I’ve been thinking about doing a series of tips for bands just starting out. I figure my band is successful enough and I’ve learned enough that I have some wisdom to pass along. I’ve been doing it for a while and have noticed a lot of truly awful things that bands pass off as normal behavior so hopefully I can make the world a better place by helping to prevent this.
I, in no way, profess to know everything about ‘how to make it in the music biz.’ If I did I would be writing this from the lounge of a tour bus and not from the free couch in my $355/month apartment (Or maybe I would be writing it from this couch between tours). At the moment my band has 272 likes on Facebook, 206 followers on Twitter and 682 fans on Reverbnation. I’m OK with these stats because we do well playing out and people seem to be enjoying our stuff; however, if you disagree with my views I encourage you to share your own. This tutorial is intended to help people catch up with where I’m at (or perhaps surpass me), if you have another way of doing things which will bring more success I’d love to hear it.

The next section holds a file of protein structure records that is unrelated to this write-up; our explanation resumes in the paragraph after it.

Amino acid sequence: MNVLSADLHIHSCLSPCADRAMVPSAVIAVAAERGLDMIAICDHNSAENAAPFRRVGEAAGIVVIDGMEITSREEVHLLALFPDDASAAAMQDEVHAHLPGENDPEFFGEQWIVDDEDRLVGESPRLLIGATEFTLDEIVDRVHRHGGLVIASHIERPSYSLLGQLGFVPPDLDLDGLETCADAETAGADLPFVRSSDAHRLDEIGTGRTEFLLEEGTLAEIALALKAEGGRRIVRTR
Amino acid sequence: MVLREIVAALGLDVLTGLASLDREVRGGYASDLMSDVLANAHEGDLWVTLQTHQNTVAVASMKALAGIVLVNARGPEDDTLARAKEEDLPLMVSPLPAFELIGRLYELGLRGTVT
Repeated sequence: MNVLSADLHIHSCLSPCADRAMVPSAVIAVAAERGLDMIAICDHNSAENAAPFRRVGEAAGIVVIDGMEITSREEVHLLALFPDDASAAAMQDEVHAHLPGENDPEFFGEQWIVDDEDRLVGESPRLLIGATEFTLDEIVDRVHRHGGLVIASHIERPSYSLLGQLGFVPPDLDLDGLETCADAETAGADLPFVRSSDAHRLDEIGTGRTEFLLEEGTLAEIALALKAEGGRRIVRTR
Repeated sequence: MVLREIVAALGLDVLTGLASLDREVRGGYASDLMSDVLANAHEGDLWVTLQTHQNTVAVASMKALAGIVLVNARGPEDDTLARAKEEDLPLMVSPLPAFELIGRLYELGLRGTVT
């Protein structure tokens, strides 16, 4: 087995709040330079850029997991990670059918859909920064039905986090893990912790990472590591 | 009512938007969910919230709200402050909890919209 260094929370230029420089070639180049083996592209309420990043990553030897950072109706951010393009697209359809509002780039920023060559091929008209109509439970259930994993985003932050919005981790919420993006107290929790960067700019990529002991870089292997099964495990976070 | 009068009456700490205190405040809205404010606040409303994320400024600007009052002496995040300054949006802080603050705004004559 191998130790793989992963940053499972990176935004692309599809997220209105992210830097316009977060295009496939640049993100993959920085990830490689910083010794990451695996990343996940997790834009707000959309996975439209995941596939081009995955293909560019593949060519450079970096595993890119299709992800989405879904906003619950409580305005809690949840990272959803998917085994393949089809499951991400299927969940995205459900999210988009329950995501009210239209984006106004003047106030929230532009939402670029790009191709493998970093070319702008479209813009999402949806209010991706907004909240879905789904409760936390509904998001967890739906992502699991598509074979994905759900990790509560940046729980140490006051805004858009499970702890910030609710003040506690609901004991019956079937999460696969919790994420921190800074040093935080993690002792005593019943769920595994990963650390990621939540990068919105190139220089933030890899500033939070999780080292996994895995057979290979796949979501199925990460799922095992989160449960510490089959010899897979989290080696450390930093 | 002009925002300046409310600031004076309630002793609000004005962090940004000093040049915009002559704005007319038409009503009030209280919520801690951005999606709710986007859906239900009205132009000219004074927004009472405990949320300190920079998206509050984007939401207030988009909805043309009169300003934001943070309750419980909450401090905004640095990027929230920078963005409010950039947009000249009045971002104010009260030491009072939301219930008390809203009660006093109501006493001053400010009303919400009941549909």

And for full disclosure the I’ve stolen the title from a column J. Yuenger of White Zombie did for Guitar World
PART 1 – Start a Band for the Right Reason
The only reason you should start a band is because you love music and have fun playing it. You shouldn’t start/join a band to make a lot of money, get rich and famous and/or to get chicks. There are much easier ways to accomplish these things than play bass for 20 people at a bar in the sticks. And if you’re heart isn’t in it… well, you’re not going to succeed anyway.
The first thing people always ask about my band is whether or not I make any money with it. I’m honest and say “Yeah, we make a little.” The truth is that I’d like it all to go back into the band to pay for gas to get to/from show, musical equipment and eventually I’d like to have physical CD’s instead of the download only “Lost in Translation” on bandcamp.
I don’t really worry too much about making money because it’s my hobby. My band is my old motorcycle that I’ve bought to restore, my model train set, my hunting, my fishing, my stamp collection, my woodworking and my sports. I figure I spend about an equal amount of money with my hobby as what other do with theirs.
And if you’re just looking to make money you have a better chance making it standing with a sign on the freeway off ramp.